Beyond temptation: Scholar discusses addiction and basic income

Beyond temptation: Scholar discusses addiction and basic income

One of the persistent criticisms of the Universal Basic Income is that it would either entice people to purchase addictive substances, such as alcohol, or enable existing addictions through the added cash benefit. Dr. Katarzyna Gajewska, an independent scholar researching the UBI, has studied this question in the past. Her unique insights deserve further exploration. I recently had the opportunity to interview Katarzyna on the subject.

In the interview, Katarzyna discussed her conclusion that it is “improbable” that a UBI would cause someone to become an addict. She believes that “abrupt measures,” such as taking away an individual’s basic income, should not be how the state manages addictions; instead, the state should find ways to “protect” them from spending their income on addictive substances. This could mean funding more places that provide help for those struggling with addiction, like the services at ARC Rehab for example.

In order to win the political argument, Katarzyna said it is important that the UBI movement advance a “human argument,”. According to her, “the more we de-mystify and understand the unemployed and addicted by telling their stories, the more empathy will be created.”

Katarzyna also believes that the UBI movement should place greater emphasis on how a UBI would transform society:

One can think of the basic income project as a way of transforming culture and daily practices by exiting the competition and alienation that employment system boosts.

If one is liberated from addictions and non-meaningful consumption, basic income could make it possible to engage in the projects that one finds worth pursuing and bring joy into working together.

The entirety of my email interview with Gajewska is reproduced below. Some sections were slightly modified for clarity.

1. A World Bank study found that in Latin America, Asia and Africa cash transfers had little impact on “temptation goods,” such as alcohol. Do you think these findings are applicable to Western countries as well, or what are the limits from this type of study?

Definitely, it is a research question to pursue. The Finnish experimental study on basic income that is about to be produced or the Dutch experiment in the city of Utrecht could be an interesting opportunity to generate several PhD projects on such a question. I would go for a meticulous sampling of addicted (or prone to addiction) individuals with basic income, including as much diversity of individuals as possible in terms of variables like demographic, job history, and variables relevant to addiction. Such a study could be an opportunity to gather a lot of qualitative data and get a new understanding about the relation between income and addiction. The research would reveal whether the UBI contributes to or rescues individuals from addiction, and under what conditions. It seems improbable to me that one would fall into an addiction because of the UBI. A healthy, emotionally fit individual would not be tempted by an excessive substance use in the first place. However, one can address this question in the general survey. Revealing the influence of monetary allowance on addiction (positive or negative), while taking into account other contributors to addiction, would be an important finding to inform social policy makers. Instead of deciding in favor or against a UBI, further adjustments informed by experimental research need to be formulated.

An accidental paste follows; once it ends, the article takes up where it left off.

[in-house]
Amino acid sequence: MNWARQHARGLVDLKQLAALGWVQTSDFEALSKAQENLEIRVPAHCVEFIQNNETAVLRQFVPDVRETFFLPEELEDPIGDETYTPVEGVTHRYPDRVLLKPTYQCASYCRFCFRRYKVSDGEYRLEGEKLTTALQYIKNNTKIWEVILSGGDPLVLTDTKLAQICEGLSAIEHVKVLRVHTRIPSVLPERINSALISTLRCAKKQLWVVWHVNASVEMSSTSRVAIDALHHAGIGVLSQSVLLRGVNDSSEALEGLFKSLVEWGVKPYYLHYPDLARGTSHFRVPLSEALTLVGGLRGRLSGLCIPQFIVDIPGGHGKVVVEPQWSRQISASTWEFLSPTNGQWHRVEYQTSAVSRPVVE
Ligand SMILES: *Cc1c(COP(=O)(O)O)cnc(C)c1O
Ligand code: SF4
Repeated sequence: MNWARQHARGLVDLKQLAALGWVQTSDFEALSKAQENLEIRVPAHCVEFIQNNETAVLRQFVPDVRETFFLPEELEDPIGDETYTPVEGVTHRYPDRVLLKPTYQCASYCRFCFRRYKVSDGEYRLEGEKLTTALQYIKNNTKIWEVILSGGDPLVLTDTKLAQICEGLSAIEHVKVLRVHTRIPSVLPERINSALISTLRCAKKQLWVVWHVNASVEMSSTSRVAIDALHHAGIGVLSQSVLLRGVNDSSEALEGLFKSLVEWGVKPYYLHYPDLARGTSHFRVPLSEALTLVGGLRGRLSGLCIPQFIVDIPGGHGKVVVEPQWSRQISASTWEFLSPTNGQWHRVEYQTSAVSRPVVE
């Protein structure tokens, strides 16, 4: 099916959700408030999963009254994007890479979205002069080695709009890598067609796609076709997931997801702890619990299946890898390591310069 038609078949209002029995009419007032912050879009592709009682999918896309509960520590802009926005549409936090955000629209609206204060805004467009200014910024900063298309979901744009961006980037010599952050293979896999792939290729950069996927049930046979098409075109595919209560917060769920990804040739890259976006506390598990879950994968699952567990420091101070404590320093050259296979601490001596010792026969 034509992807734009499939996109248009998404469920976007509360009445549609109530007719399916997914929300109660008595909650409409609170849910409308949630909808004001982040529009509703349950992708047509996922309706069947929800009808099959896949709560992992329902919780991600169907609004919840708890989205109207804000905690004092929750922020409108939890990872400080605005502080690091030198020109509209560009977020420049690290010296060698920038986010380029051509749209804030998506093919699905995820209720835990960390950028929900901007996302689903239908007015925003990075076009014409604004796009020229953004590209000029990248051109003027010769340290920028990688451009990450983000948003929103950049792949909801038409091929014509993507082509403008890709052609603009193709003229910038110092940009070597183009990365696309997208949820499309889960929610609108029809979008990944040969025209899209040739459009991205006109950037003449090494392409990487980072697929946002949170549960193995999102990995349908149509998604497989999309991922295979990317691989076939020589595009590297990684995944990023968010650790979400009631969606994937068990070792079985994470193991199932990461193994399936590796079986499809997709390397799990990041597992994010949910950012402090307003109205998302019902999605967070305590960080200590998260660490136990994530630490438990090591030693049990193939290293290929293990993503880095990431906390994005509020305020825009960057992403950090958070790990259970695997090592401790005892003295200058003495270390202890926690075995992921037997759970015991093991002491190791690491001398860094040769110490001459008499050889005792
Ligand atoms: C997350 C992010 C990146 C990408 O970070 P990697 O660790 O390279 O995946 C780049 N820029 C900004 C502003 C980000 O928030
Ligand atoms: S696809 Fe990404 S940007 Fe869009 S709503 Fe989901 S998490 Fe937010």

2. How should a basic income scheme handle relatively extreme instances of alcohol and drug addiction? That is, is there a point when the state should intervene and remove an individual’s basic income for undesirable behavior, even if it only causes individual harm?

With or without a basic income scheme, the state should prevent further individual harm by providing therapy measures. Depriving an addict of subsistence may lead to a criminal behaviour, harming family members or friends. A person in an advanced stage of addiction will find all possible means to get a fix while remaining in denial of the addiction. So the costs may become much higher than providing the addict with therapy. Instead of employing someone to detect who is an addict in order to deprive them of their basic income, the state could make a better use of this money and invest in therapists that specialist in addiction. Additionally, there is a whole problem of defining at what stage the addiction justifies such a decision and the administrative procedures involved in it. A more constructive measure would be to offer psychological therapy and organize addicts in work collectives within subsidized enterprises as Johann Hari reports was done in Portugal. Furthermore, physiological deregulation needs to be accompanied by therapy. I have heard of a foundation in Budapest that accompanied addicts with massage therapy. Instead of withholding subsistence means from an addict, one could think of protecting an addicted individual from spending all their income on the addiction. Such measures can include public housing and other basic services such as going to somewhere like this drug rehab in New Jersey, or one that is closer to home.